Scoundrels is an hourlong comedic drama about a family of crooks, whose lives of crime kind of, sort of, almost owrk, but not quite.

I don’t feel passionate enough about this in one direction or another to write a fuller review. The lovable rogues aren’t that lovable, the plot complications don’t make sense, the cops and other criminals don’t act quite like human beings but merely like characters of conveience for whatever the writers think they’re doing. Skippable, and I expect I’ll continue doing so.

Published in: on June 24, 2010 at 6:06 am  Leave a Comment  

Time does not ruin all things

I was just Netflix-on-demanding an episode of Kate & Allie in which Kate helps out at a public access cable channel staffed by Andrea Martin (an obvious choice, given her SCTV background), Bill Cobbs, and Grant Shaud. It looked like it might be a backdoor pilot… and you know, if now, a mere 24 years later, some ABC exec finally got around to saying “yes”, it would probably still be a very workable concept with that fine cast.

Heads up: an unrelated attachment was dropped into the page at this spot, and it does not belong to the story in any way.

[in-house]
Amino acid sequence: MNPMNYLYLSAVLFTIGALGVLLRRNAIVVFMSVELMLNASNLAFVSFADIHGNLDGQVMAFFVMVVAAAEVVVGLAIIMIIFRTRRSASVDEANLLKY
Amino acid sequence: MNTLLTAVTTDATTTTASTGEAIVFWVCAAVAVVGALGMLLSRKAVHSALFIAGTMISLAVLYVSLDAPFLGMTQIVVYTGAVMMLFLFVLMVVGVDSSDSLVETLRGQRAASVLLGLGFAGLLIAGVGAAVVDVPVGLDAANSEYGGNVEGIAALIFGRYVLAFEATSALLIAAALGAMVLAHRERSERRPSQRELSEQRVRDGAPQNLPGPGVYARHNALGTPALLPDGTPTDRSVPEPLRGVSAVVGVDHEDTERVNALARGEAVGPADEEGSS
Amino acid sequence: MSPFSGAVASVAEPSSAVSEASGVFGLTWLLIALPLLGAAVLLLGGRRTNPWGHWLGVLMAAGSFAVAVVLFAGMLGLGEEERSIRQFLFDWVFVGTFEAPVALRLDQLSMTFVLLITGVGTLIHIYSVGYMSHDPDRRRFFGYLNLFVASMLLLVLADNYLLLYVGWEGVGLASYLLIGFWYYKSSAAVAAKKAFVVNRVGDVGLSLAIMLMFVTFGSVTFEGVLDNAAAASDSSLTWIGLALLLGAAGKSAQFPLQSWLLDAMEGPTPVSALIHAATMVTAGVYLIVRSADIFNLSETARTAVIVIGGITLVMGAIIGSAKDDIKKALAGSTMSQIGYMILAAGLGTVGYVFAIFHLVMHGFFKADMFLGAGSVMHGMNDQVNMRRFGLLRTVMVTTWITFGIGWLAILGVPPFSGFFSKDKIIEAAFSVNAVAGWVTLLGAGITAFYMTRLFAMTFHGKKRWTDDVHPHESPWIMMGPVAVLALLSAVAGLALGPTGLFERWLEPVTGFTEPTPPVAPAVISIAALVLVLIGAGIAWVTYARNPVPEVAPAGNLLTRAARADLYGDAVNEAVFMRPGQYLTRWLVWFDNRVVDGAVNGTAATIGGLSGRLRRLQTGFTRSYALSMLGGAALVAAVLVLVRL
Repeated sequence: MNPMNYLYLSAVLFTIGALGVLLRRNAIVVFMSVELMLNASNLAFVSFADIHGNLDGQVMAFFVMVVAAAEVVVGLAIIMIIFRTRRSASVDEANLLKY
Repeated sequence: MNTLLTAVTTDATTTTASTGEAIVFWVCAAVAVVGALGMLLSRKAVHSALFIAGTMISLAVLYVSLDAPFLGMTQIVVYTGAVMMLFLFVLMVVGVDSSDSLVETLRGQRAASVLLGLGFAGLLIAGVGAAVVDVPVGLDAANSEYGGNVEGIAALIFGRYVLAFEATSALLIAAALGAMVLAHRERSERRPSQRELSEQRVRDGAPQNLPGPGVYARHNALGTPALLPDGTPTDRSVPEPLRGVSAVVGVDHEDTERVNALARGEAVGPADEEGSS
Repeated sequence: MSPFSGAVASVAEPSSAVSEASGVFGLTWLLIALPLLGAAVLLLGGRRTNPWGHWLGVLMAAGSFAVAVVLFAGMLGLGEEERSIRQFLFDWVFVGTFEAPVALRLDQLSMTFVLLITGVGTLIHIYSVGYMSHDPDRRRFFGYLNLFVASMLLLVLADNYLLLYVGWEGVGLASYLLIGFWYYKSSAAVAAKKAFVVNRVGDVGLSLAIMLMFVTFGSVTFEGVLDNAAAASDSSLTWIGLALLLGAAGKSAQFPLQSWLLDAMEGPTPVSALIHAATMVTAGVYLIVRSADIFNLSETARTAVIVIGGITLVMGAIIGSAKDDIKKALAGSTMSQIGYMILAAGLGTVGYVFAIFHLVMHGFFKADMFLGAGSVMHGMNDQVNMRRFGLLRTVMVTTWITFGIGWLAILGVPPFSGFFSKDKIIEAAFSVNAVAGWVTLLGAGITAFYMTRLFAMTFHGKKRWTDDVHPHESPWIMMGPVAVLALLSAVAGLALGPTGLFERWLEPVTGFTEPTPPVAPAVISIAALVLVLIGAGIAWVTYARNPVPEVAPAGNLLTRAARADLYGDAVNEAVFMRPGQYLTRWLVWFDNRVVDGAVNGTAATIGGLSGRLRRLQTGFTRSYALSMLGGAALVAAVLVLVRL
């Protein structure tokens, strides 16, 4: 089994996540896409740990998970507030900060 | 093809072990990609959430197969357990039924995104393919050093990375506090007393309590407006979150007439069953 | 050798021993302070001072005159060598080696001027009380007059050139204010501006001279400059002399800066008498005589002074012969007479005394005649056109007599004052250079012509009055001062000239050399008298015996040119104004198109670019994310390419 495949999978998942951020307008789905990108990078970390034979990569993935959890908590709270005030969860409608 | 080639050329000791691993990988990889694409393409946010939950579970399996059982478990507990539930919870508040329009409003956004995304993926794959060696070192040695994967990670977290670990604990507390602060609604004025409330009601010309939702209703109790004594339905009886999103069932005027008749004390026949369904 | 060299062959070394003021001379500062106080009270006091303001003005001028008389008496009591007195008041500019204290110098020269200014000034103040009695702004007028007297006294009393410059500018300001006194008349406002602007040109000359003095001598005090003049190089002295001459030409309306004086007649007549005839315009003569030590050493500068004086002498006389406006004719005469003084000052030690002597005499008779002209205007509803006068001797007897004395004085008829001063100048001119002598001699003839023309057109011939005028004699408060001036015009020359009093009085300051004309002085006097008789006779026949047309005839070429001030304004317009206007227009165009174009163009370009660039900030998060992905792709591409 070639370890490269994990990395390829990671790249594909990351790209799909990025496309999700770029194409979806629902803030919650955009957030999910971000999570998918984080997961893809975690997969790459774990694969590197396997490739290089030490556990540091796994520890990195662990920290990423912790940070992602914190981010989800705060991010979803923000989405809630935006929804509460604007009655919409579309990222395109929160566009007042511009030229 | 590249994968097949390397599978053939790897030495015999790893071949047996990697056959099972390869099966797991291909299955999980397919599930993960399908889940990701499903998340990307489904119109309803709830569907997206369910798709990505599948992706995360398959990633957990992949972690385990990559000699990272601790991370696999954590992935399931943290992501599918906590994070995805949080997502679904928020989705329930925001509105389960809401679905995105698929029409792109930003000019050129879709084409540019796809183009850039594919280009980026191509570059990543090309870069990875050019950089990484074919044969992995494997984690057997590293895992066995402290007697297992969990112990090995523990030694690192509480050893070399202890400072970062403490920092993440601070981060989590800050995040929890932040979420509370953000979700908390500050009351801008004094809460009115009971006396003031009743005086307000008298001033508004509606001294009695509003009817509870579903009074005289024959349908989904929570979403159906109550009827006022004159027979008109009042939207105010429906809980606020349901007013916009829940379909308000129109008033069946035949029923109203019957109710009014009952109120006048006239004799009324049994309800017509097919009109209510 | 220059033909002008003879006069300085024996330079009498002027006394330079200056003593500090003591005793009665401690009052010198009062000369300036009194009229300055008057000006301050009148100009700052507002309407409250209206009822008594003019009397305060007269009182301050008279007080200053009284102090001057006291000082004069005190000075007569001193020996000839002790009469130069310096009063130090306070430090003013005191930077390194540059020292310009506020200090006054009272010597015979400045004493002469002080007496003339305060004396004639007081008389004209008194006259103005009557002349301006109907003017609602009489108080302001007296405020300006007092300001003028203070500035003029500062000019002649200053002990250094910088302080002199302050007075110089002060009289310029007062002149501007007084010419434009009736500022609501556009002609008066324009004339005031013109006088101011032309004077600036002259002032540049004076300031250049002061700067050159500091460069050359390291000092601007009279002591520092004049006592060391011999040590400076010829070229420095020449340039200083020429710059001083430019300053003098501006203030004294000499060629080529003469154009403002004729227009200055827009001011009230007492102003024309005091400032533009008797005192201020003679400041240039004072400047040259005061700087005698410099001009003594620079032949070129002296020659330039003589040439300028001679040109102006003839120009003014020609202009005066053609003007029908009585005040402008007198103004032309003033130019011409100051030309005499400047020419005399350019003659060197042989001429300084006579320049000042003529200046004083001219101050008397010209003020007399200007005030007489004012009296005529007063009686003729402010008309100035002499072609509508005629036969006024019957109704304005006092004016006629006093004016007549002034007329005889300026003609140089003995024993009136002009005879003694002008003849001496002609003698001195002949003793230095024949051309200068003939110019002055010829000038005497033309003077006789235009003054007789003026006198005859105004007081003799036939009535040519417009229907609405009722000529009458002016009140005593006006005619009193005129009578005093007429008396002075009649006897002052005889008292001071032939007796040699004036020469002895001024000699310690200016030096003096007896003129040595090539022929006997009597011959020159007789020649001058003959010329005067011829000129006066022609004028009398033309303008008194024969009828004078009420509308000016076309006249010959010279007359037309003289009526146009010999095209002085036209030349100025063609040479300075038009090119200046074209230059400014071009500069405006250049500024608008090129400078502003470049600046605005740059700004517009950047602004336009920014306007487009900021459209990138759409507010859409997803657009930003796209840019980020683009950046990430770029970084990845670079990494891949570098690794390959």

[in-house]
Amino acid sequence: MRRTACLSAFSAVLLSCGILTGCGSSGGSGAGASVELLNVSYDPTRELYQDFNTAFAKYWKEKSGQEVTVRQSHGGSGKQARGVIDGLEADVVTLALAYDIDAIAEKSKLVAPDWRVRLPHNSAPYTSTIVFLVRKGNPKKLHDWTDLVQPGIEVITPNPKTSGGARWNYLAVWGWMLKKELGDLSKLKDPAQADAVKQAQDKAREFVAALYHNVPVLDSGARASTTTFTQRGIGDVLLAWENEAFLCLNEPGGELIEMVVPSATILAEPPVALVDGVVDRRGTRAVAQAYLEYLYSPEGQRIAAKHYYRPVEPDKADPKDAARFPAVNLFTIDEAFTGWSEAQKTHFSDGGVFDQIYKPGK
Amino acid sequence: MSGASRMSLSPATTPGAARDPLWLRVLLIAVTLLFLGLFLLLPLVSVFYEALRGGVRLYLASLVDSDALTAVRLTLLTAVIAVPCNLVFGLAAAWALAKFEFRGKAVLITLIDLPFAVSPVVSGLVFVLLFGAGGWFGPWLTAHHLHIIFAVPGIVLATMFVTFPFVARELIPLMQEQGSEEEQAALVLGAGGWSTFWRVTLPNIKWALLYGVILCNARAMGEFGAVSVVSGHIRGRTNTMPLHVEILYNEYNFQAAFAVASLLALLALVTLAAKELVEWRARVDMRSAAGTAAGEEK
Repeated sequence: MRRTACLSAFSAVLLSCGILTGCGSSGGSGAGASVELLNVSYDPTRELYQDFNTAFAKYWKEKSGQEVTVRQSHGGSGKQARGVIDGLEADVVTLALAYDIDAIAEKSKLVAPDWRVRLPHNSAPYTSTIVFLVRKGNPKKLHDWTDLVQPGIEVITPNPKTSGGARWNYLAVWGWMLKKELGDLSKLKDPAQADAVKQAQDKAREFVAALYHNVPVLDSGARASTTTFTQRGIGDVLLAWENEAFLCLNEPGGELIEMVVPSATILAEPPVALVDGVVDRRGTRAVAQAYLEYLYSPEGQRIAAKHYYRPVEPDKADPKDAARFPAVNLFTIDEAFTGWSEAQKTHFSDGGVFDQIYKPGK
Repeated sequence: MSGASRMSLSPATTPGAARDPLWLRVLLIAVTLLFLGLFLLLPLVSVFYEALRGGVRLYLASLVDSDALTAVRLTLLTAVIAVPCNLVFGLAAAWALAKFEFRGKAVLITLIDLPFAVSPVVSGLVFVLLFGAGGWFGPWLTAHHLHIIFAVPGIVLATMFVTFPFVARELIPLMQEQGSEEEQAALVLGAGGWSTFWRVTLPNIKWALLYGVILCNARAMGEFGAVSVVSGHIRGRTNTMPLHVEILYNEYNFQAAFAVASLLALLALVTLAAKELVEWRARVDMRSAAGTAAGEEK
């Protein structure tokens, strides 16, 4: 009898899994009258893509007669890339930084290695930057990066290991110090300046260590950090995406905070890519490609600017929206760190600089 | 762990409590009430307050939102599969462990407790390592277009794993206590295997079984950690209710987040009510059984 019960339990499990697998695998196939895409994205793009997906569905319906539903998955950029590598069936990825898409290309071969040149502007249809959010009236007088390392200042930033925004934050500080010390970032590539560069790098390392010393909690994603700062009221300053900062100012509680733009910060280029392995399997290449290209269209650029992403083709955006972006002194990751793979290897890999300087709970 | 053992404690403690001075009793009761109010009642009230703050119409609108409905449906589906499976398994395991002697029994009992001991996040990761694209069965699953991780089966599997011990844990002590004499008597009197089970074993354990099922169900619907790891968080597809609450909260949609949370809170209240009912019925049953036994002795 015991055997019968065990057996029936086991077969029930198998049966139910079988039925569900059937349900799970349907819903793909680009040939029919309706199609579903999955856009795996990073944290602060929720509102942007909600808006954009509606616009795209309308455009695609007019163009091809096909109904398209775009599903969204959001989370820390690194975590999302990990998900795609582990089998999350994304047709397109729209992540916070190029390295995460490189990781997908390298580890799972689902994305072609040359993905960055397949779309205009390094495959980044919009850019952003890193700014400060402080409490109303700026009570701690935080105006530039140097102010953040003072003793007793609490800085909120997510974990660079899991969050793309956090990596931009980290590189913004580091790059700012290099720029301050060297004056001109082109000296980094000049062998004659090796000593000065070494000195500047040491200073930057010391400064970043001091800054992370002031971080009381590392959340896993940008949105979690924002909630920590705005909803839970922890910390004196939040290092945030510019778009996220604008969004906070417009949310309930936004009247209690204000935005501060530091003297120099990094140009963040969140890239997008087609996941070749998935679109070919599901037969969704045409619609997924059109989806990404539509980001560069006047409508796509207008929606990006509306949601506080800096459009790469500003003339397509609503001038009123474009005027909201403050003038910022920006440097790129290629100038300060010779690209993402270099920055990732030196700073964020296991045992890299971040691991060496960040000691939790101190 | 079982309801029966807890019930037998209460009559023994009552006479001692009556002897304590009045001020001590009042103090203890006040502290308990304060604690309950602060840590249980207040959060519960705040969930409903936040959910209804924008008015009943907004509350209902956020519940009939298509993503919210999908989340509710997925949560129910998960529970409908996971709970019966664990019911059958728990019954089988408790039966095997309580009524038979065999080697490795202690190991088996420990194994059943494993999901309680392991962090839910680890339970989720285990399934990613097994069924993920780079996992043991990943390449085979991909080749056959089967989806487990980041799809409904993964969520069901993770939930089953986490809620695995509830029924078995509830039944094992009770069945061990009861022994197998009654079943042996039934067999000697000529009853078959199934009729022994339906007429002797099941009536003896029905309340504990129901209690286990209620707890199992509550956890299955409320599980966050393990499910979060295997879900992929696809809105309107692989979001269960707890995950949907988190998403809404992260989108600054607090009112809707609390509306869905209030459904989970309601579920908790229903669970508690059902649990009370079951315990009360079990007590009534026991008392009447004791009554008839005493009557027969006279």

Published in: on June 23, 2010 at 5:25 am  Comments (3)  

Don’t cross this Rubicon, because they don’t double-cross

Rubicon, the new AMC series just previewed, is a well cast, well photographed series that seems to be trying to tap into a whole Davinci Code vibe, with some mysterious forces encoding mysterious information in pointlessly mysterious ways, considering all the way there are to convey information these days. It’s a Big Mystery series, full of all these little clues, demanding attention to detail.